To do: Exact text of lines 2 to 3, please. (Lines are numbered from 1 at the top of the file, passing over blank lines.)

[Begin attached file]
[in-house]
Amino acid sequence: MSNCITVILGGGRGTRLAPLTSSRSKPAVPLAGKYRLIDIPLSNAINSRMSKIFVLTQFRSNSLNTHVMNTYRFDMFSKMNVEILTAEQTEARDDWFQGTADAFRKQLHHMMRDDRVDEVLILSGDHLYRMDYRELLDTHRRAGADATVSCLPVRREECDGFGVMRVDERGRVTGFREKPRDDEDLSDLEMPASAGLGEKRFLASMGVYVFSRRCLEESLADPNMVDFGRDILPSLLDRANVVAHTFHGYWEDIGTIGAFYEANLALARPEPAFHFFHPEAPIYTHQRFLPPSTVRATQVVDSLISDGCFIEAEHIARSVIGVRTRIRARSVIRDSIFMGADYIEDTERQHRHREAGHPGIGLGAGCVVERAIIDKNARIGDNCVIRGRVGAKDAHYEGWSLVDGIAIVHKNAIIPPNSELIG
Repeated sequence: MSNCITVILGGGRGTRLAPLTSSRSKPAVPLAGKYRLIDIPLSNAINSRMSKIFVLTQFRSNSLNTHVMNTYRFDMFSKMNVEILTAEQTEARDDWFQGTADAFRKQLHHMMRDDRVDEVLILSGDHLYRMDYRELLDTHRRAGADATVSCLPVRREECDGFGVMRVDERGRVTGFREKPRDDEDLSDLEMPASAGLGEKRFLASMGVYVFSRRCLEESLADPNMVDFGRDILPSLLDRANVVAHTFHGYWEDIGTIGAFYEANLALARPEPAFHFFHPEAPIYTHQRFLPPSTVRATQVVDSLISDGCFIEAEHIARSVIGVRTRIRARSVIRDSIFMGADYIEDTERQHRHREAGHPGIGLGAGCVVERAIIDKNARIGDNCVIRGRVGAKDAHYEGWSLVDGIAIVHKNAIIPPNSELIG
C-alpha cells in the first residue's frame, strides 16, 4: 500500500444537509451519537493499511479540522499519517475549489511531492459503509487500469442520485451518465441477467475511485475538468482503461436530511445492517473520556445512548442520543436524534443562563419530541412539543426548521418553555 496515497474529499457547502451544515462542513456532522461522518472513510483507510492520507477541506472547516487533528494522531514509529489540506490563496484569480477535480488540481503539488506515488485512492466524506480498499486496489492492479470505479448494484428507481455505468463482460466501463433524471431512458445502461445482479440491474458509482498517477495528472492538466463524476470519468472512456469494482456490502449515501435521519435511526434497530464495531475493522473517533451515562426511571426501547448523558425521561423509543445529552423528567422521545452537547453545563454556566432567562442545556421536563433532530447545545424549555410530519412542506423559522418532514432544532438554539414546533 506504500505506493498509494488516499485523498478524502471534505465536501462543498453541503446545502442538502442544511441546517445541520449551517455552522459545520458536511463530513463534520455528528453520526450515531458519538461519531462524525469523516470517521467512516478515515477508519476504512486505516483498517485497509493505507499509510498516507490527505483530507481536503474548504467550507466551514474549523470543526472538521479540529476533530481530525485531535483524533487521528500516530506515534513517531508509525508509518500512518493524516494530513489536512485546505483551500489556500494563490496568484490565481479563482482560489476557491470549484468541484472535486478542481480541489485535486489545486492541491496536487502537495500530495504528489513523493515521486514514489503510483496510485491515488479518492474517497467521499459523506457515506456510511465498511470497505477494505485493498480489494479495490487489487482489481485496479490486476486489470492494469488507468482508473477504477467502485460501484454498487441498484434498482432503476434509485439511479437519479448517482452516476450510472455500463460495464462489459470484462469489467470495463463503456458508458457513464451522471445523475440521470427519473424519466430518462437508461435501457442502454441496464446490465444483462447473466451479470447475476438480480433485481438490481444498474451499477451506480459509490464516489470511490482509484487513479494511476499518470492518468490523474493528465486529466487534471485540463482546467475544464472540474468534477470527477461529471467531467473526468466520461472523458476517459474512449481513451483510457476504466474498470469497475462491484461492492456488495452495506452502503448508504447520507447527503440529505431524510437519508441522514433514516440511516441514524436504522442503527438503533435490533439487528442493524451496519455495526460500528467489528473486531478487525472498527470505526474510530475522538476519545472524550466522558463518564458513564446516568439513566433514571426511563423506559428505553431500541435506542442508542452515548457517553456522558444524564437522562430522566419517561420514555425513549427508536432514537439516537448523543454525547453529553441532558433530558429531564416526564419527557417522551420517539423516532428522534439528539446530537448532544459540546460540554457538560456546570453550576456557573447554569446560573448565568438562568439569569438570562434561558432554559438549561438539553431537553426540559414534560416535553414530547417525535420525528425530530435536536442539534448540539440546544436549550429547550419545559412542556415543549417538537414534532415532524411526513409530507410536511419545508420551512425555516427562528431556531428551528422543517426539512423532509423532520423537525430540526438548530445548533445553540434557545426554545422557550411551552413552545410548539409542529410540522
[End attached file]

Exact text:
Amino acid sequence: MSNCITVILGGGRGTRLAPLTSSRSKPAVPLAGKYRLIDIPLSNAINSRMSKIFVLTQFRSNSLNTHVMNTYRFDMFSKMNVEILTAEQTEARDDWFQGTADAFRKQLHHMMRDDRVDEVLILSGDHLYRMDYRELLDTHRRAGADATVSCLPVRREECDGFGVMRVDERGRVTGFREKPRDDEDLSDLEMPASAGLGEKRFLASMGVYVFSRRCLEESLADPNMVDFGRDILPSLLDRANVVAHTFHGYWEDIGTIGAFYEANLALARPEPAFHFFHPEAPIYTHQRFLPPSTVRATQVVDSLISDGCFIEAEHIARSVIGVRTRIRARSVIRDSIFMGADYIEDTERQHRHREAGHPGIGLGAGCVVERAIIDKNARIGDNCVIRGRVGAKDAHYEGWSLVDGIAIVHKNAIIPPNSELIG
Repeated sequence: MSNCITVILGGGRGTRLAPLTSSRSKPAVPLAGKYRLIDIPLSNAINSRMSKIFVLTQFRSNSLNTHVMNTYRFDMFSKMNVEILTAEQTEARDDWFQGTADAFRKQLHHMMRDDRVDEVLILSGDHLYRMDYRELLDTHRRAGADATVSCLPVRREECDGFGVMRVDERGRVTGFREKPRDDEDLSDLEMPASAGLGEKRFLASMGVYVFSRRCLEESLADPNMVDFGRDILPSLLDRANVVAHTFHGYWEDIGTIGAFYEANLALARPEPAFHFFHPEAPIYTHQRFLPPSTVRATQVVDSLISDGCFIEAEHIARSVIGVRTRIRARSVIRDSIFMGADYIEDTERQHRHREAGHPGIGLGAGCVVERAIIDKNARIGDNCVIRGRVGAKDAHYEGWSLVDGIAIVHKNAIIPPNSELIG